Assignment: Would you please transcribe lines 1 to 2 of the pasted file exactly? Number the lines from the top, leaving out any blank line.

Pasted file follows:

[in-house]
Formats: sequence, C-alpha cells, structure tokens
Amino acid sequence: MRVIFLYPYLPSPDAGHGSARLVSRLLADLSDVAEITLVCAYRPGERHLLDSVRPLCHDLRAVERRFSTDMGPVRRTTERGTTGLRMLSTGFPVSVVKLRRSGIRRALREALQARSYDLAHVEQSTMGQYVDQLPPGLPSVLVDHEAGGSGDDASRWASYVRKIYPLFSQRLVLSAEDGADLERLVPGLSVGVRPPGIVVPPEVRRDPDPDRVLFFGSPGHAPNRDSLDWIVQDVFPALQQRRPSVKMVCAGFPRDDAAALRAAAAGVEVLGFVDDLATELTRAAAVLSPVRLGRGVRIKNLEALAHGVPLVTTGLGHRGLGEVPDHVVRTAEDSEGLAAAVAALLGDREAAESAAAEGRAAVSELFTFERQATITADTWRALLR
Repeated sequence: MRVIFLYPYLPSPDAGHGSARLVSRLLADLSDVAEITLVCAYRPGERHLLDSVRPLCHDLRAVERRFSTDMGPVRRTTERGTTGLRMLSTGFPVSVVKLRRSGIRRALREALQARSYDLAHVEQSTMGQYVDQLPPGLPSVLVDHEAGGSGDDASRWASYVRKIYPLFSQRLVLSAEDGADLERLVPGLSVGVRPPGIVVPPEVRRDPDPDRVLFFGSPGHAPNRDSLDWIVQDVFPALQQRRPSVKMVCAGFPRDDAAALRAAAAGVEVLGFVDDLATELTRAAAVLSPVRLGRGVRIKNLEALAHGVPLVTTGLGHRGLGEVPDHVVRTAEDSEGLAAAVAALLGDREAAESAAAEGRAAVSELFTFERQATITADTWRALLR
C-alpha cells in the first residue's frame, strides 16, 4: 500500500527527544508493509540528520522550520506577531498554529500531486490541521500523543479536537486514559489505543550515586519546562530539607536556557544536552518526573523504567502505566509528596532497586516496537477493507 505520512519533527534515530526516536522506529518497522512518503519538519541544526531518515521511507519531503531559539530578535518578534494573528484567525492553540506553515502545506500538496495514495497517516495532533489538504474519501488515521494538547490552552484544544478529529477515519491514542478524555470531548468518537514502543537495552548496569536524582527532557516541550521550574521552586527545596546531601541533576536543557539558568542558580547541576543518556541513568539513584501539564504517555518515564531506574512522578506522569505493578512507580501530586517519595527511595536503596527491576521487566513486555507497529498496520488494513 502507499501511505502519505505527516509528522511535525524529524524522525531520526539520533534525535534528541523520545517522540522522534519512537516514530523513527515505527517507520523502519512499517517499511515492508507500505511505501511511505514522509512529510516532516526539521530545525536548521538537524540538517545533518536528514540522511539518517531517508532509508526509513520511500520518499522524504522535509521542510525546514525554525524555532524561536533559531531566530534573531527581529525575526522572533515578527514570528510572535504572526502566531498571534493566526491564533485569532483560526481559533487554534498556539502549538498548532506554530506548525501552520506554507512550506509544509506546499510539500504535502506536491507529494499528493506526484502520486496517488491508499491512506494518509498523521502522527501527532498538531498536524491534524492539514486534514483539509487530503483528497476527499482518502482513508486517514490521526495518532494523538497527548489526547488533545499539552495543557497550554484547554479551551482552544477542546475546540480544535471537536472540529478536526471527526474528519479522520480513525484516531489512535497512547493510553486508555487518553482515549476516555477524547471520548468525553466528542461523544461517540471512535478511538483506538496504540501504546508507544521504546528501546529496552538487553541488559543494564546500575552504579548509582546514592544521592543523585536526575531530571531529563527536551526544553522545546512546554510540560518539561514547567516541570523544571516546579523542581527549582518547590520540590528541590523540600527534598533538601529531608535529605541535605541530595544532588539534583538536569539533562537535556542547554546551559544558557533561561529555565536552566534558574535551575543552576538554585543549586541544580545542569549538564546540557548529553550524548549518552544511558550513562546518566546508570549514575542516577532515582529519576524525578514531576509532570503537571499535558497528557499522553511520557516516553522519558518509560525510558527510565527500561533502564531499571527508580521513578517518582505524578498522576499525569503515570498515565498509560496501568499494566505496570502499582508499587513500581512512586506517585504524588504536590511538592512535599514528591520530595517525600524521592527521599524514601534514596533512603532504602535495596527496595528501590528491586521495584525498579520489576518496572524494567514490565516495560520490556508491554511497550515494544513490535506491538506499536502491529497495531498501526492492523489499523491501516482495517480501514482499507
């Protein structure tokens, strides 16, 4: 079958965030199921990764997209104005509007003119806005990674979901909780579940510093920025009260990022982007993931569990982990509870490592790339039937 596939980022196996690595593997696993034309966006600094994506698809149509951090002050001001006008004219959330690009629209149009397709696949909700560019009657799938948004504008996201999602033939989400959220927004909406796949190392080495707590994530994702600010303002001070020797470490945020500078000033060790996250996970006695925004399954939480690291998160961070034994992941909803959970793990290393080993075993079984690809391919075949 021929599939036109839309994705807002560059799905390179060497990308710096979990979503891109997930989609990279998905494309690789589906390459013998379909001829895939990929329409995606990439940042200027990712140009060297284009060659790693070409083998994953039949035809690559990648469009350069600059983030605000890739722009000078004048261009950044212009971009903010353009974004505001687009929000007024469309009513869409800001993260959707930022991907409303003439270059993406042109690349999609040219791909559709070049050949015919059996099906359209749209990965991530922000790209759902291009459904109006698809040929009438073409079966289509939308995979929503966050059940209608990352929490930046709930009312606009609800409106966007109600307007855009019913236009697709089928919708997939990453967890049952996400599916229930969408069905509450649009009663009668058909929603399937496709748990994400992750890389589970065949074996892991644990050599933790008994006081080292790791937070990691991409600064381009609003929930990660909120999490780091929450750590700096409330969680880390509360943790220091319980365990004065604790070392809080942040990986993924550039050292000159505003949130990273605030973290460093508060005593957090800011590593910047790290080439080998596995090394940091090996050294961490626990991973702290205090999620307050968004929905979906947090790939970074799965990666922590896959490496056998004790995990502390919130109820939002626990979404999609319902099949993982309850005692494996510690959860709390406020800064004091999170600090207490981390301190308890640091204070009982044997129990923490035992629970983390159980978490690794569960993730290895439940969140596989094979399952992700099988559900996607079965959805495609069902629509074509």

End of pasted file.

[in-house]
Formats: sequence, C-alpha cells, structure tokens